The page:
Joëlle Léandre is also the member of European Women's Improvising Group (EWIG). The group evolved from the Feminist Improvising Group, and Joëlle Léandre joined the group in 1983. In the early 1900s, she co-founded Les Diaboliques with Irene Schweizer and Maggie Nicols, who were her long-time musician friends. Besides that, she also teaches several classes in prestigious universities about contemporary and improvised music. She has lived in France, Germany, and U.S during her lifetime, teaching at academic institutions in the religions and playing concerts. In 2002, she was invited to Canada as a visiting professor for music and composition."

-Joelle Leandre Website (

Have a better biography or biography source? Please Contact Us so that we can update this biography.

"Bernard Santacruz (* 1956 in Algiers) is a French jazz musician (double bass, composition).

Santacruz began to learn self-taught electric bass and initially played in rock and fusion bands in the Marseille area, before he attended the Avignon Conservatory in 1986. There he studied double bass with Joseph Fabre and attended the jazz class of André Jaume ; he also had lessons with Charlie Haden (1989) and Ron Carter (1990). First professional appearances he had in the trio Soma ; in the 1990s, he worked with Charles Tyler, the first in France photos were taken (Folly Fun Music Magic). In 1995 he presented under his own name, the album Latitude 44, which he with Denis Charles, Frank Lowe and the African percussionist Cheikh Tidiane Fall had recorded in Pernes-les-Fontaines.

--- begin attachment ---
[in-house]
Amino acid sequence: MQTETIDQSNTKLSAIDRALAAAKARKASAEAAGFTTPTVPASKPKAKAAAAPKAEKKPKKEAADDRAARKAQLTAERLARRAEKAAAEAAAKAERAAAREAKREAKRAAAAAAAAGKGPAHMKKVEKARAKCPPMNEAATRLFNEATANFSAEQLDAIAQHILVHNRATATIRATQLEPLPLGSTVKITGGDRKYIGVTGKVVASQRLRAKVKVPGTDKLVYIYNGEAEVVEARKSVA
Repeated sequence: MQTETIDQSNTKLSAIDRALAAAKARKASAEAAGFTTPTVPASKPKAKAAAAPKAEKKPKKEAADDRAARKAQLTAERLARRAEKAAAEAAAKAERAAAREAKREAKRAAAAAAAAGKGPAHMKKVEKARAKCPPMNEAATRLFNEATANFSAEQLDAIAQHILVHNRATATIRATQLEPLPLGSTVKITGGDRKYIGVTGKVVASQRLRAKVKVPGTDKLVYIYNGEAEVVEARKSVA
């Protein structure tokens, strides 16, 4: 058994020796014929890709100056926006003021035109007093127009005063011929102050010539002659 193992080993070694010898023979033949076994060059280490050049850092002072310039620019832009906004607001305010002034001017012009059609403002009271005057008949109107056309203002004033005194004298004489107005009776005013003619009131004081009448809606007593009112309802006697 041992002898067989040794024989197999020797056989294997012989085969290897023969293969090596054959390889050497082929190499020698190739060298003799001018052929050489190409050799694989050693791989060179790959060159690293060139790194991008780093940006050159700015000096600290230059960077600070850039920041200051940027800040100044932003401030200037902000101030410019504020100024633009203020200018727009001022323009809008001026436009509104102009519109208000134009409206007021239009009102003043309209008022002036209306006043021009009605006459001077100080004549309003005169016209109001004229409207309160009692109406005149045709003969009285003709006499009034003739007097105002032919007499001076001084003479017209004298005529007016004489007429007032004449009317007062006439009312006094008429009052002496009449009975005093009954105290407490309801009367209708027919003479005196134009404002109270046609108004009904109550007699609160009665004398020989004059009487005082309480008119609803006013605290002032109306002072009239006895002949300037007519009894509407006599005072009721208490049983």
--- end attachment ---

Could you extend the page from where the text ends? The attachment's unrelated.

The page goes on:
Santacruz also played with Frank Lowe (duo album Short Tales, 1999), Serge Lazarevitch, Daunik Lazro, Michel Marre, Rémi Charmasson, Joël Allouche, Stephan Oliva, Anthony Ortega, Éric Barret, Denis Fournier, Lionel Garcin, Barry Altschul, Antoine Lisolo, Anders Griffen, Jim Baker, Christian Rollet, Thierry Maucci, Sabir Mateen, Charles Gayle,Ricky Ford, Jean-Luc Cappozzo, Jeff Parker and Michael Zerang, in the 2010s also with Philippe Deschepper. In the field of jazz he was involved between 1990 and 2012 in 17 recording sessions. "

-Wikipedia (Translated by Google) (

Have a better biography or biography source? Please Contact Us so that we can update this biography.

"Gaspar Claus is a tireless explorer who ceaselessly re-configures the world map of music. A cross-country cellist who might be described as the heretic heir of the exemplary Tom Cora, with whom he shares the blend of popular and erudite styles and a taste for melody and racket alike, along with an all-encompassing appetite, he allows his unkempt technique to serve the pure joy of being alive, ever open to surprises, with a humanist drive which contaminates his countless collaborations (from Jim O'Rourke to Sufjan Stevens and Rone to Angélique Ionatos).